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Re: Medical records - saved me money, time, trouble and XRay exposure :)

Post by radiowave »

dm200 wrote: Fri Feb 16, 2018 3:01 pm . . .

People tell me I am "unusual" or a little "weird" that I scrutinize every test, ask what every test might mean, and ask why every proposed test is justified. I also know (either from observation or I ask) EXACTLY what category everyone who I deal with is: RN (and whether has BS or not), LPN, Nurse practioner, clinical assistant, MD, PA, DO, OD, etc. For MDs abd DOs, I also know (or find out) what specialty they have or (for primary care) if they are Internal medicine or Family Practice. [My wife tells me I am being silly]
Not unusual at all, good practice - you are being proactive with your care and providers.

Just out of curiosity, can you tell any difference between a BSN nurse or not (full disclosure, I'm a RN).

One other thing to add to this thread is to keep good records of any and all medications (name), dates started/stopped, MD (other provider) who prescribed, dose, route, times taken (e.g. at bedtime), and indication if possible (e.g. as needed for pain). This information is very valuable when visiting new providers, admissions to hospitals, etc. Even existing providers may not be aware of medications prescribed outside their practice.
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dm200
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Re: Medical records - saved me money, time, trouble and XRay exposure :)

Post by dm200 »

radiowave wrote: Fri Feb 16, 2018 11:34 pm
dm200 wrote: Fri Feb 16, 2018 3:01 pm . . .
People tell me I am "unusual" or a little "weird" that I scrutinize every test, ask what every test might mean, and ask why every proposed test is justified. I also know (either from observation or I ask) EXACTLY what category everyone who I deal with is: RN (and whether has BS or not), LPN, Nurse practioner, clinical assistant, MD, PA, DO, OD, etc. For MDs abd DOs, I also know (or find out) what specialty they have or (for primary care) if they are Internal medicine or Family Practice. [My wife tells me I am being silly]
Not unusual at all, good practice - you are being proactive with your care and providers.
Just out of curiosity, can you tell any difference between a BSN nurse or not (full disclosure, I'm a RN).
One other thing to add to this thread is to keep good records of any and all medications (name), dates started/stopped, MD (other provider) who prescribed, dose, route, times taken (e.g. at bedtime), and indication if possible (e.g. as needed for pain). This information is very valuable when visiting new providers, admissions to hospitals, etc. Even existing providers may not be aware of medications prescribed outside their practice.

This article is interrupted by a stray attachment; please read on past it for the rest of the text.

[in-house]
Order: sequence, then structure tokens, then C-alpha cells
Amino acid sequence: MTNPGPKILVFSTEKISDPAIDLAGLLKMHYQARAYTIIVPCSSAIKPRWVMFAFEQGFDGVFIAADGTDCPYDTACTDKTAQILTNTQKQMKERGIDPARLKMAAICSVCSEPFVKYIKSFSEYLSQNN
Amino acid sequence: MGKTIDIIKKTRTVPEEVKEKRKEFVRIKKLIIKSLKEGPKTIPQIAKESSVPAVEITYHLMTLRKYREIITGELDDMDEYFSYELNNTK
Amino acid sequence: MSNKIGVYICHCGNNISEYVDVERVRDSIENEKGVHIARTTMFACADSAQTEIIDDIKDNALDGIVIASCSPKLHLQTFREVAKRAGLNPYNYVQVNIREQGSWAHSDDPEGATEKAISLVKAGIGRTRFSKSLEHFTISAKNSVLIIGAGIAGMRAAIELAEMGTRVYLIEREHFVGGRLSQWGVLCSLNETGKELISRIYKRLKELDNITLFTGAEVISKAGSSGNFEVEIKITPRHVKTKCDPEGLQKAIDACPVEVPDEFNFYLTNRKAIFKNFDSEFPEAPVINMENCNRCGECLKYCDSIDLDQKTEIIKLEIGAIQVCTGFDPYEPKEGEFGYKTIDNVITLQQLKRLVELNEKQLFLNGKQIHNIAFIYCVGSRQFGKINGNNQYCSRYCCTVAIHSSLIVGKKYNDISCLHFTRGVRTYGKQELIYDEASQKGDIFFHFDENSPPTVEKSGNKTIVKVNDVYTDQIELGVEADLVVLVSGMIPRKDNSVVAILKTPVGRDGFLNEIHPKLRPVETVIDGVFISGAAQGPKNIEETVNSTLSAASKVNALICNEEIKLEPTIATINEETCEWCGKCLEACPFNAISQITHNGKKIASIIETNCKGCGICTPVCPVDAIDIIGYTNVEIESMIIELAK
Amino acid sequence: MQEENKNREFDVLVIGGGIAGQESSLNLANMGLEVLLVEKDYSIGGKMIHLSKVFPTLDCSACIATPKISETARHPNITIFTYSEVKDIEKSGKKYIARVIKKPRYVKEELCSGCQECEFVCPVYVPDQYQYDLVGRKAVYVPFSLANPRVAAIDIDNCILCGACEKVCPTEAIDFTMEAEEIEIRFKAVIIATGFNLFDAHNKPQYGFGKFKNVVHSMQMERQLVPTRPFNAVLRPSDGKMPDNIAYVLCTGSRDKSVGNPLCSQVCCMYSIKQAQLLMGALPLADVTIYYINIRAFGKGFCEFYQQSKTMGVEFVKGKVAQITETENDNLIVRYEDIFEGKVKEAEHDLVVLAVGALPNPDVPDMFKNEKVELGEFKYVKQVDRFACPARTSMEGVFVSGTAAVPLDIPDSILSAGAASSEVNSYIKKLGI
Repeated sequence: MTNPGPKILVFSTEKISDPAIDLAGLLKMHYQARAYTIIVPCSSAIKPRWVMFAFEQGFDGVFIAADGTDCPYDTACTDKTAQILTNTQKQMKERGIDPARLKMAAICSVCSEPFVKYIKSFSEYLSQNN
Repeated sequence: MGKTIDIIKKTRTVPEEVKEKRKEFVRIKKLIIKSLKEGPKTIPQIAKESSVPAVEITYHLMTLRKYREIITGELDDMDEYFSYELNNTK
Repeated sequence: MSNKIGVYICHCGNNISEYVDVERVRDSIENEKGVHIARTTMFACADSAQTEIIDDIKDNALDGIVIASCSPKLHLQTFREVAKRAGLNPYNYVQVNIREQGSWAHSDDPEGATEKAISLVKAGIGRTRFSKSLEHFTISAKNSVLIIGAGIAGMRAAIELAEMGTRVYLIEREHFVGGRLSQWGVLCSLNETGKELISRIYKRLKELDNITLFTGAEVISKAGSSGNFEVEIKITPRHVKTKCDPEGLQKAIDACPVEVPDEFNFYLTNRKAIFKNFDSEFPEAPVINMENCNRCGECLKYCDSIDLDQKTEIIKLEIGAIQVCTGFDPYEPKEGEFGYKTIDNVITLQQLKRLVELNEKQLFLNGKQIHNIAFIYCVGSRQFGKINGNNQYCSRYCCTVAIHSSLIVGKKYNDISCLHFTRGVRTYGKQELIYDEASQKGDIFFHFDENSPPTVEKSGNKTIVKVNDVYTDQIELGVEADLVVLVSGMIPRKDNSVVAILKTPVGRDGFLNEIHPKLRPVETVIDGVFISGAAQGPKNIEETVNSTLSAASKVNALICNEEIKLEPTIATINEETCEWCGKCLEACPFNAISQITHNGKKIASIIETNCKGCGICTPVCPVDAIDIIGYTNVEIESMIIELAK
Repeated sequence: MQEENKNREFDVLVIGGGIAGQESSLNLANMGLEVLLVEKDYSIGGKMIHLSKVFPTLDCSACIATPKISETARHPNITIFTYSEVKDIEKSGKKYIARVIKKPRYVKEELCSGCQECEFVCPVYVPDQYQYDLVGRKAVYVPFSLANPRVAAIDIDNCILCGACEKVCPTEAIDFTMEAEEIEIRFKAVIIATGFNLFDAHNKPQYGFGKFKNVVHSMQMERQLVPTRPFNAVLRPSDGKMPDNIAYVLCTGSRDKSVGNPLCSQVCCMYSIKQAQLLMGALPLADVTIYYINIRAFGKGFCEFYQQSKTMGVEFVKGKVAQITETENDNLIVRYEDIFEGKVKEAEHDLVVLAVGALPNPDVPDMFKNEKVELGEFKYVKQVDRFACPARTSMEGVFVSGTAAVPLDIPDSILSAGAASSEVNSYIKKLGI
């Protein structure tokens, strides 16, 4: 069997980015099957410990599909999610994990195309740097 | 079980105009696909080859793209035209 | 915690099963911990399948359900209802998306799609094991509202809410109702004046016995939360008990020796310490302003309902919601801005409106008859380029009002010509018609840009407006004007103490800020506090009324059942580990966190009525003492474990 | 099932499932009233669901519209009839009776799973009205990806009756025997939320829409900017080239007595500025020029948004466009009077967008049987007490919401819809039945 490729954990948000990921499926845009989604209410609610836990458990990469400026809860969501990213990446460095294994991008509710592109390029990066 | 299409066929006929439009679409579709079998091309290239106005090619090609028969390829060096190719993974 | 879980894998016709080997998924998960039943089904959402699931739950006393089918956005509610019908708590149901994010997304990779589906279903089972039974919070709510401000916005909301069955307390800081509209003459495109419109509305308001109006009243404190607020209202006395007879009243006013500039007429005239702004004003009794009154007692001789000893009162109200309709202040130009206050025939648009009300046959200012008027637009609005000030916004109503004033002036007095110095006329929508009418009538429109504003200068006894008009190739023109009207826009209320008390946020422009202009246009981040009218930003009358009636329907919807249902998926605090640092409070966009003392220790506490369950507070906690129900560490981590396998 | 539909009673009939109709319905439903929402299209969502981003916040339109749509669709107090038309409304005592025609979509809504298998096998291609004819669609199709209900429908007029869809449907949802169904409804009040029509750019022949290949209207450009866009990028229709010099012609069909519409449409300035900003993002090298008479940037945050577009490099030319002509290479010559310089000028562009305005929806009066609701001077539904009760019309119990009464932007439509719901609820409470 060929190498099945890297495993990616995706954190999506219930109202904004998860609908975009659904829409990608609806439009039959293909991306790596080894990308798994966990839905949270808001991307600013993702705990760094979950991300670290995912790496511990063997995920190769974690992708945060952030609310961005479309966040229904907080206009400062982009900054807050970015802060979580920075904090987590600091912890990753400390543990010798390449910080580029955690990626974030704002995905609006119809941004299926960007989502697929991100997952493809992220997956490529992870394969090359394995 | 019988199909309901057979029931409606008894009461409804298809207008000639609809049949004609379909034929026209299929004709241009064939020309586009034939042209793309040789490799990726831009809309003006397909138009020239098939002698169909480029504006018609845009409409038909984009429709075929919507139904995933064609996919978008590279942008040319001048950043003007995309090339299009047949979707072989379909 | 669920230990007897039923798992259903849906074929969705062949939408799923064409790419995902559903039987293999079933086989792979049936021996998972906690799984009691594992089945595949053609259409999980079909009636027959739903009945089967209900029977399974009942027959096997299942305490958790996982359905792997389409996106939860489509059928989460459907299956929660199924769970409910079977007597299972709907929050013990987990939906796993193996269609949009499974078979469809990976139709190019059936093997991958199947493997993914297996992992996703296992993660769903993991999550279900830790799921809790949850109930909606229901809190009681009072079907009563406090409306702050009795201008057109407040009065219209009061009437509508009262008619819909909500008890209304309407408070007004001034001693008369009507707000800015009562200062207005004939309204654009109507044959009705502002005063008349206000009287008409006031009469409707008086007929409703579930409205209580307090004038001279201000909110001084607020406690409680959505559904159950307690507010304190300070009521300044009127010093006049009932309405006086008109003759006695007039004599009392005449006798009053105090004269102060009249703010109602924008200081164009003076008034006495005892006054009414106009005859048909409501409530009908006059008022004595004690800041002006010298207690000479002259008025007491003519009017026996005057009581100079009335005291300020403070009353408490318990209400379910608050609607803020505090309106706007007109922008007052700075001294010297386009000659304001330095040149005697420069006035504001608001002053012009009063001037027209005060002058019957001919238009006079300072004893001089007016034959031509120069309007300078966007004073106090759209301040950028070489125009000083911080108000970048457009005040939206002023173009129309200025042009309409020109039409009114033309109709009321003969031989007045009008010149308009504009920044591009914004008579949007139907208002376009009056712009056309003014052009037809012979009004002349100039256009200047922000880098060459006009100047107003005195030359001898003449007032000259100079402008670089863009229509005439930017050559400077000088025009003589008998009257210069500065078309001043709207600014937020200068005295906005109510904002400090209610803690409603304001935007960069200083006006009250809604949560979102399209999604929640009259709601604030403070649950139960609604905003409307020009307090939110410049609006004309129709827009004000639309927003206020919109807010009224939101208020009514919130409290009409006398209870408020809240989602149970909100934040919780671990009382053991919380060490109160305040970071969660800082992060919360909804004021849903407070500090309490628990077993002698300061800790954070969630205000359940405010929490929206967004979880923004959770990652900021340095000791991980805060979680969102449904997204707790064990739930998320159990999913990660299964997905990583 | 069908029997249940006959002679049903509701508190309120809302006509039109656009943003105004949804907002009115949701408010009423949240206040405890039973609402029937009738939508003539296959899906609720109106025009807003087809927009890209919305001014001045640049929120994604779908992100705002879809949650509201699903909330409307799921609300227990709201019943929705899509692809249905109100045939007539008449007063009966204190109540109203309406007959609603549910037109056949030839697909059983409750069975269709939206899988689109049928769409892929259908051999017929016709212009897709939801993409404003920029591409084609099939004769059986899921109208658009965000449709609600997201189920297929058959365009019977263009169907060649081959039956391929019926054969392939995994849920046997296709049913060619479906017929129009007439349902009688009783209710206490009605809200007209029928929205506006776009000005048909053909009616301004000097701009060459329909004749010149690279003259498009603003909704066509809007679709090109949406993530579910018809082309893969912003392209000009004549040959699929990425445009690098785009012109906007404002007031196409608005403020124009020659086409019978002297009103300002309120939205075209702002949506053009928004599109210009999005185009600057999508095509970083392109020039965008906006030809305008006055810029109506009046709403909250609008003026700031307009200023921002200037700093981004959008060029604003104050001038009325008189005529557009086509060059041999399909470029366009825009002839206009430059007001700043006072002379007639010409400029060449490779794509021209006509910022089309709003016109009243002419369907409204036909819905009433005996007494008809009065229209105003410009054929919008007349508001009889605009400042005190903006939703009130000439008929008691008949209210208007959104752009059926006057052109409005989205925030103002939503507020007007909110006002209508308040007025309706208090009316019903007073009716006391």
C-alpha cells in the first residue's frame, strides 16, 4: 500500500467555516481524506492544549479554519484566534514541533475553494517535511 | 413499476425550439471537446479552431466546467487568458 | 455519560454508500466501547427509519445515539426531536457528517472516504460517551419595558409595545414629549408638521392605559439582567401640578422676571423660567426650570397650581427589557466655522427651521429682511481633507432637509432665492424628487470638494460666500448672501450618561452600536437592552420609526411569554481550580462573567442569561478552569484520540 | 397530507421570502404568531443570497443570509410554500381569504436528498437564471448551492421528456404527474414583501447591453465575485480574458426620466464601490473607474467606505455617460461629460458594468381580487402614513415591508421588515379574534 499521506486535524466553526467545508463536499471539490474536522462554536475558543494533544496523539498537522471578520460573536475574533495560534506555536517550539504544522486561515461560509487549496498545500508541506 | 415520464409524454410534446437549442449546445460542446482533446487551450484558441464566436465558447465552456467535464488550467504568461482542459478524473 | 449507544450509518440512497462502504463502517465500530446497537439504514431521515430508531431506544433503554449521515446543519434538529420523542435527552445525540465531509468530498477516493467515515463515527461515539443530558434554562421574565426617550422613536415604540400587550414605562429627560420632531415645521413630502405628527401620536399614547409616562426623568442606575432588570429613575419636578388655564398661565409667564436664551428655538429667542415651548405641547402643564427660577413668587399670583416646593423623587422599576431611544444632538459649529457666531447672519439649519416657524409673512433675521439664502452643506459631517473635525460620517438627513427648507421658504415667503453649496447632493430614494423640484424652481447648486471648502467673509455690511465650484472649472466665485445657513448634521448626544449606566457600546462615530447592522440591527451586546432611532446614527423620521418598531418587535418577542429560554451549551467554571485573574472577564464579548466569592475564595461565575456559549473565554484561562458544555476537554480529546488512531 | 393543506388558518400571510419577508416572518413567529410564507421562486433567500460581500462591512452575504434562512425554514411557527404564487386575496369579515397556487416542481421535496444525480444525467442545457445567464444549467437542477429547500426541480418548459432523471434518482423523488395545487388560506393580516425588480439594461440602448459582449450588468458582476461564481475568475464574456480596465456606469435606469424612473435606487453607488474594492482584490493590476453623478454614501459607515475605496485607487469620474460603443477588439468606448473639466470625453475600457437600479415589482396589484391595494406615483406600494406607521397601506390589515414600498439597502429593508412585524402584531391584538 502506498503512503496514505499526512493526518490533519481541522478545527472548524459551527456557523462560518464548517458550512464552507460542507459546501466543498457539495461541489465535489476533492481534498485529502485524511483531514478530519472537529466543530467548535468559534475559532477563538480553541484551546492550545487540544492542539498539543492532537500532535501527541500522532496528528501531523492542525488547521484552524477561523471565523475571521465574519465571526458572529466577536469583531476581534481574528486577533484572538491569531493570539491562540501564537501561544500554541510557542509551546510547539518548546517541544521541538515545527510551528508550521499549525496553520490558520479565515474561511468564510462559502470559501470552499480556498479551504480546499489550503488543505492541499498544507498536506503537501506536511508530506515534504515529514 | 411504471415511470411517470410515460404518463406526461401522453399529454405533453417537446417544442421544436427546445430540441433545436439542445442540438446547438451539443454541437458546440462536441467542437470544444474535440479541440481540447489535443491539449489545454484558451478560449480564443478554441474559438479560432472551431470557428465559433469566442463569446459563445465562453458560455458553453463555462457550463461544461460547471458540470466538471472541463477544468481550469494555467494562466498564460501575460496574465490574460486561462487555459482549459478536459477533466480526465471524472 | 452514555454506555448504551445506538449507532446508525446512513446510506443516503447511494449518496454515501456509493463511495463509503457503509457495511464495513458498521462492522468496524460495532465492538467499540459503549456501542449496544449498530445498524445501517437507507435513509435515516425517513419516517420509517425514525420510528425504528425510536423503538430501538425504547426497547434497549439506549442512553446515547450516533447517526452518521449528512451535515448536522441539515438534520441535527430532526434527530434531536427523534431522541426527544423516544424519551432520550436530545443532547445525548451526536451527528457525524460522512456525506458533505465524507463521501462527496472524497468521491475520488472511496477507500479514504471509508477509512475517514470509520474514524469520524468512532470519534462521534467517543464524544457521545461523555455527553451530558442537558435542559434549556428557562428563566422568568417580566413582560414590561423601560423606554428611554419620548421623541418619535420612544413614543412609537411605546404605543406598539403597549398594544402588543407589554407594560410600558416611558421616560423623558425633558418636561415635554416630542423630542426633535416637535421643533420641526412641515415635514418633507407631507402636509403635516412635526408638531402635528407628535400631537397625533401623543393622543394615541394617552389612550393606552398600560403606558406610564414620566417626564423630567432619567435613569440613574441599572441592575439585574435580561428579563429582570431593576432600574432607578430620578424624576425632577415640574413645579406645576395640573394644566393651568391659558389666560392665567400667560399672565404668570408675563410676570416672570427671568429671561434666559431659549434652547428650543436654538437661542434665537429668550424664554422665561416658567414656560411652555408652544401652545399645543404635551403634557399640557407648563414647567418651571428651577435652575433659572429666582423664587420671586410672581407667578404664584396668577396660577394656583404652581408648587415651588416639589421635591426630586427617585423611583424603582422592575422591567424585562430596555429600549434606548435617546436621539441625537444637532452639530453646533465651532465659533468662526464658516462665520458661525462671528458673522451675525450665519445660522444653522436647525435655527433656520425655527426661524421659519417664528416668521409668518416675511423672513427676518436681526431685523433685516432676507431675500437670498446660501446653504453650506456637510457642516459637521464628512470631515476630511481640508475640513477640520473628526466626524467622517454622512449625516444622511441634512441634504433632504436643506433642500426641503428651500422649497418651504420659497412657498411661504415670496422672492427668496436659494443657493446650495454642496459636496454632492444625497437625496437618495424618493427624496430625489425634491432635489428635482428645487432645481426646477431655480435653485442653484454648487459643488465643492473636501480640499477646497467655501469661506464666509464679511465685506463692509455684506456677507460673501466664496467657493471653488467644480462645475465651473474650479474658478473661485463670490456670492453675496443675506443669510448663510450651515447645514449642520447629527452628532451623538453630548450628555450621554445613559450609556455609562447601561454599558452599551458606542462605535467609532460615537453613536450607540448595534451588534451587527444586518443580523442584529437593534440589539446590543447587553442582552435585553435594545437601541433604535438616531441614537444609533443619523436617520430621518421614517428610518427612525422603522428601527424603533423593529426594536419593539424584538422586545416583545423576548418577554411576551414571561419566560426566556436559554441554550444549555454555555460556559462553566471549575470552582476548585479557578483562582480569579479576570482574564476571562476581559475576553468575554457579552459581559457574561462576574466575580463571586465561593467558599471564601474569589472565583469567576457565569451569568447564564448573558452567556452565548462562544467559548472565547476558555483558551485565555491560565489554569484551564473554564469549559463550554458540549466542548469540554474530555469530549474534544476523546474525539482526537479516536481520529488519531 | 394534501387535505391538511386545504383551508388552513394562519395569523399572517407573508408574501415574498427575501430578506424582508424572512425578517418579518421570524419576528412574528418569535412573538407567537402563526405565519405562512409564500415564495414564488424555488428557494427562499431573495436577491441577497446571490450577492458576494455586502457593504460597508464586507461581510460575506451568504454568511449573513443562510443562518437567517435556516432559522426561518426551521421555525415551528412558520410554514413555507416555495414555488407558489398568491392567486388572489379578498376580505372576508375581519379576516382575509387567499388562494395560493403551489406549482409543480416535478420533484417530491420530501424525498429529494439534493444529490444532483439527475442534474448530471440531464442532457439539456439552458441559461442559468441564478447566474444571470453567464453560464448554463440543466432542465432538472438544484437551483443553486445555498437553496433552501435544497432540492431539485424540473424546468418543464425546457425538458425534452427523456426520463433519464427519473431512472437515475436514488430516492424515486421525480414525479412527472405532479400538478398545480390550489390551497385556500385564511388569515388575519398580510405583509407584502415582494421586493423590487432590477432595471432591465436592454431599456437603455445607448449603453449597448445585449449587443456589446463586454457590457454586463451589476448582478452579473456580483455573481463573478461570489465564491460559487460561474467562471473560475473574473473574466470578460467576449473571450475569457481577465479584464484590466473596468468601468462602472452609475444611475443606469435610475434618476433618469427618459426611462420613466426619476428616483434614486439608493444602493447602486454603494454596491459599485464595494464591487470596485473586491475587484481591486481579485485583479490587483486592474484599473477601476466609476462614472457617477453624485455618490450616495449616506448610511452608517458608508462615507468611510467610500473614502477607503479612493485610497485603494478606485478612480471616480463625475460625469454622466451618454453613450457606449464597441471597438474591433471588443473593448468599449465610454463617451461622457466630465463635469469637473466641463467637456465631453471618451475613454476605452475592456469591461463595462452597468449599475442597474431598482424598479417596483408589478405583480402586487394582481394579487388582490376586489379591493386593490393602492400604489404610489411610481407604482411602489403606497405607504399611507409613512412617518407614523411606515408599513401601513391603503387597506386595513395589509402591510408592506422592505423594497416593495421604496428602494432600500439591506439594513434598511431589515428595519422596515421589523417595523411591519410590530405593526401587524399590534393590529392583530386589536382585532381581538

Not sure. My mother was an RN from back when most RNs were graduates of 3 year hospital nursing schools and many of my high school classmates became RNs at sych schools. Very different today, in my opinion, since the nursing schools have gone away and nurses (RNs) not having a degree get there in a very different way.
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Re: Medical records - saved me money, time, trouble and XRay exposure :)

Post by btenny »

My wife and I both keep folders of our med records and try to understand the details in them. Both of us have things in our history that would cause lots of extra testing and need further"evaluation" if we did not tell each new provider NO that is normal for me. Now that I am older I bet a huge percentage of the population has some issue that is flagged but normal for them....

This issue makes my wife always go to the exact same OBGYN and same place for her annual exams to make sure all the things they see are not misinterpreted. Likewise I have things that show on xrays and ct scans that everyone wants to discuss. So I am careful who I let do what....
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Re: Medical records - saved me money, time, trouble and XRay exposure :)

Post by camden »

As a Diagnostic Radiologist, I can echo that the OP offers excellent advice here. It is extremely common to encounter findings on imaging studies (especially CT) which, while abnormal, have a low (but not zero) probability of significant disease. If an older study is available for comparison which demonstrates that the same finding has been present previously and is stable over time, it can be ignored. If not, follow up exams to document such stability may be necessary. If you receive all of your imaging at one medical center, having your own imaging "file" will not be necessary, but if not (or if you are planning to move), getting copies of your most recent exams is a really good idea which can save you trouble in the future.
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Re: Medical records - saved me money, time, trouble and XRay exposure :)

Post by dm200 »

camden wrote: Sat Feb 17, 2018 11:21 am As a Diagnostic Radiologist, I can echo that the OP offers excellent advice here. It is extremely common to encounter findings on imaging studies (especially CT) which, while abnormal, have a low (but not zero) probability of significant disease. If an older study is available for comparison which demonstrates that the same finding has been present previously and is stable over time, it can be ignored. If not, follow up exams to document such stability may be necessary. If you receive all of your imaging at one medical center, having your own imaging "file" will not be necessary, but if not (or if you are planning to move), getting copies of your most recent exams is a really good idea which can save you trouble in the future.
As a patient, it seems that many Physicians are depending more on scans, tests, images, etc. These scans are becoming more and more precise in seeing more and more smaller "things" as well. My Primary Care Physician tells me that, in her experience, younger physicians tend to order more of such scans (such as CT).
tryterry
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Re: Medical records - saved me money, time, trouble and XRay exposure :)

Post by tryterry »

Thanks. You can also save it in a cloud storage account for 24/7 access